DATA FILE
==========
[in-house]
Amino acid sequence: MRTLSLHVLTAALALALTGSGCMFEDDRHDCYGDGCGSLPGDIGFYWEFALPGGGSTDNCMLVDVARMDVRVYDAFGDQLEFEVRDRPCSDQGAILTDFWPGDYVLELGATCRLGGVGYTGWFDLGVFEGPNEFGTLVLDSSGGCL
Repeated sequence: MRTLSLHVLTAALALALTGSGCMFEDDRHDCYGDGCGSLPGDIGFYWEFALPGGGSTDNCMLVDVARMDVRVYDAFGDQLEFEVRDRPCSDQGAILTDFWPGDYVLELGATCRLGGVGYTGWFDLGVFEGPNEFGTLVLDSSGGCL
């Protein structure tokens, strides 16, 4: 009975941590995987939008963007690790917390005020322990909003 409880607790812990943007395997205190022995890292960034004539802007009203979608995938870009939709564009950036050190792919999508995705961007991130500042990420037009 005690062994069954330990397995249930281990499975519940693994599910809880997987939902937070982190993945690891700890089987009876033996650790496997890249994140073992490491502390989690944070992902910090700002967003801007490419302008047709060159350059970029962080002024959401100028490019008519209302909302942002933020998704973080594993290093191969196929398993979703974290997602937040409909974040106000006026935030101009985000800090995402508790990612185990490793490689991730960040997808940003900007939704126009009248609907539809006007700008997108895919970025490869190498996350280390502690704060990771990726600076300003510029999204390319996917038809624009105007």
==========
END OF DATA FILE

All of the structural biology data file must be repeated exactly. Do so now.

[in-house]
Amino acid sequence: MRTLSLHVLTAALALALTGSGCMFEDDRHDCYGDGCGSLPGDIGFYWEFALPGGGSTDNCMLVDVARMDVRVYDAFGDQLEFEVRDRPCSDQGAILTDFWPGDYVLELGATCRLGGVGYTGWFDLGVFEGPNEFGTLVLDSSGGCL
Repeated sequence: MRTLSLHVLTAALALALTGSGCMFEDDRHDCYGDGCGSLPGDIGFYWEFALPGGGSTDNCMLVDVARMDVRVYDAFGDQLEFEVRDRPCSDQGAILTDFWPGDYVLELGATCRLGGVGYTGWFDLGVFEGPNEFGTLVLDSSGGCL
């Protein structure tokens, strides 16, 4: 009975941590995987939008963007690790917390005020322990909003 409880607790812990943007395997205190022995890292960034004539802007009203979608995938870009939709564009950036050190792919999508995705961007991130500042990420037009 005690062994069954330990397995249930281990499975519940693994599910809880997987939902937070982190993945690891700890089987009876033996650790496997890249994140073992490491502390989690944070992902910090700002967003801007490419302008047709060159350059970029962080002024959401100028490019008519209302909302942002933020998704973080594993290093191969196929398993979703974290997602937040409909974040106000006026935030101009985000800090995402508790990612185990490793490689991730960040997808940003900007939704126009009248609907539809006007700008997108895919970025490869190498996350280390502690704060990771990726600076300003510029999204390319996917038809624009105007």